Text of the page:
Routine Pool Maintenance

Routine Pool Maintenance

Date: August 31, 2018 By: Christina

Proper cleaning is one of the most important tasks a pool owner needs to perform. A clean pool is not only healthier and more inviting for potential swimmers – this routine maintenance will extend the life of your pool and decrease the risk of potentially costly and time consuming repairs.

Here we have put together a quick reference guide for you to follow (or perhaps to give to a less experienced friend who is a new pool owner – or even pool sitting for you while you are away from home!) While not a comprehensive list, this guide can get you started or act as a reminder to-do list for basic routine pool maintenance.

Step 1:

Skim the Pool

A long handled leaf skimmer will allow you to remove leaves, insects, and debris floating on the surface f your pool. Many pool owners perform this task daily, to remove debris before it sinks to the bottom, where it will become more difficult to remove and could even create stains on your pool surface.

Step 2:

Brush The Pool

A bristled pool brush can be used to remove any dirt that has settled on the bottom of your pool, or is clinging to the pool walls. Try to collect this sediment near the pool’s drain where it will be easy to vacuum.

Step 3:

Vacuum the Pool

Follow the manufacturer’s instructions for operating your pool vacuum. In most cases, the procedure will require you to submerge your vacuum head and vacuum hose prior to hooking up the vacuum to the filter.

Step 4:

Clean Skimmer Baskets

Once a week (or more often if necessary) you should check your skimmer baskets and empty them of any debris that may have collected there to allow the skimmer to work at optimum efficiency.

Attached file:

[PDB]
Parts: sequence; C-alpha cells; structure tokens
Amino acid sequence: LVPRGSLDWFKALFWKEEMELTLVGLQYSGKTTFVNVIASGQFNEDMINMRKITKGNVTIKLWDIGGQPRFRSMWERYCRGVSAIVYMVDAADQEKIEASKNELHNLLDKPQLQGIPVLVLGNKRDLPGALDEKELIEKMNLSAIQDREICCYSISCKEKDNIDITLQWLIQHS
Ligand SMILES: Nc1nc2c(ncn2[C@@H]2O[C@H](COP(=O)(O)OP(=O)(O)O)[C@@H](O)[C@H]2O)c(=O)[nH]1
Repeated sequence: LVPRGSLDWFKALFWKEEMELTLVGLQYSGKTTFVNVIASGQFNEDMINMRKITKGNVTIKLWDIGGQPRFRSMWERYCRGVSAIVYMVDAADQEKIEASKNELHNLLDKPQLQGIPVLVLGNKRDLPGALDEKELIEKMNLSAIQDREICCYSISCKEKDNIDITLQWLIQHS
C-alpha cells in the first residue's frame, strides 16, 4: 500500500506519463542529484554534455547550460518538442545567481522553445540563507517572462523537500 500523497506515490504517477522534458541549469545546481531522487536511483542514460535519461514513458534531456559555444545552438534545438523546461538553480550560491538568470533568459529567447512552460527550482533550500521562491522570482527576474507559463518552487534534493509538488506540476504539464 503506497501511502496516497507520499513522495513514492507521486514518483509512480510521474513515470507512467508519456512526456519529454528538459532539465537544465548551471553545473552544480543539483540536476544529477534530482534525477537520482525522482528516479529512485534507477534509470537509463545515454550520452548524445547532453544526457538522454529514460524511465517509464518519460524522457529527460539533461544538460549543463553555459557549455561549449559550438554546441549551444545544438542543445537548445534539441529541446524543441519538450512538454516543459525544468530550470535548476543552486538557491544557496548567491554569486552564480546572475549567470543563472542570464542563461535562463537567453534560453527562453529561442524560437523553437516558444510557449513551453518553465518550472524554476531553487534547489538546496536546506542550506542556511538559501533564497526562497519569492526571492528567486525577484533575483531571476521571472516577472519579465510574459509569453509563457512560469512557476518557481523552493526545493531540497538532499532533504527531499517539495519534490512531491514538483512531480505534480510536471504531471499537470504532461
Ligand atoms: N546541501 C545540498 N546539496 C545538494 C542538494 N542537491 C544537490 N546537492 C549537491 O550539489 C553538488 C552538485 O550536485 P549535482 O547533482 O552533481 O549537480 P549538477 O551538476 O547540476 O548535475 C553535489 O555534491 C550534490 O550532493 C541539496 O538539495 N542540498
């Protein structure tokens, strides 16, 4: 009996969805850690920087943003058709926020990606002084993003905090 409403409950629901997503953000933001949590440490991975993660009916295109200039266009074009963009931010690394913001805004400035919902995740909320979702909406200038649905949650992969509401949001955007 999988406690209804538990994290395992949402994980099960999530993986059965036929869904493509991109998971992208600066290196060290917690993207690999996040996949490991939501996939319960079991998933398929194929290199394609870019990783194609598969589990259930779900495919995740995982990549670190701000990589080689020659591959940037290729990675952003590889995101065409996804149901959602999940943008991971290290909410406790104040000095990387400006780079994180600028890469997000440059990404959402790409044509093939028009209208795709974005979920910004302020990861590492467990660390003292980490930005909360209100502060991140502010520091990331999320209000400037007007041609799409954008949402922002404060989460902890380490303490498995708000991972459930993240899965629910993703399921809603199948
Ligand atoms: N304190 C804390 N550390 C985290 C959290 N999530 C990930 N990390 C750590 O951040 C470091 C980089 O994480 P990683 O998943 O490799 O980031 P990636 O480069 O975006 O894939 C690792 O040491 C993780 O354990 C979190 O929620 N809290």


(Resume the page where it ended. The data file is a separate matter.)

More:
Step 5:

Check Your Water Circulation

Your skimmer, pump, pump strainer, drains, and filter are all parts of your pool’s circulation system. Proper circulation helps the chemicals you have added to the pool to work effectively and ensures proper water filtration. Be sure to look for any problems your equipment may be experiencing, and run the pump for an appropriate amount of time each day. This step can be eliminated if your filtration system is on a timer.

Step 6:

Check your Pool Filter

Sand, cartridge, and vertical grid DE are three of the most common types of pool filters. These filters screen out debris and particles from your pool water. Follow the manufacturer’s instructions for cleaning and maintaining your pool filter.

Step 7:

Shock the Pool

Use a test kit or strips to check your pool’s water quality on a set schedule that makes sense for your pool’s usage, climate, and weather circumstances – daily in many cases. Add chemicals if necessary, according to manufaturer’s instructions. Consider regular shock treatments to eliminate algae, bacteria, dirt, and other organic matter that has entered the pool.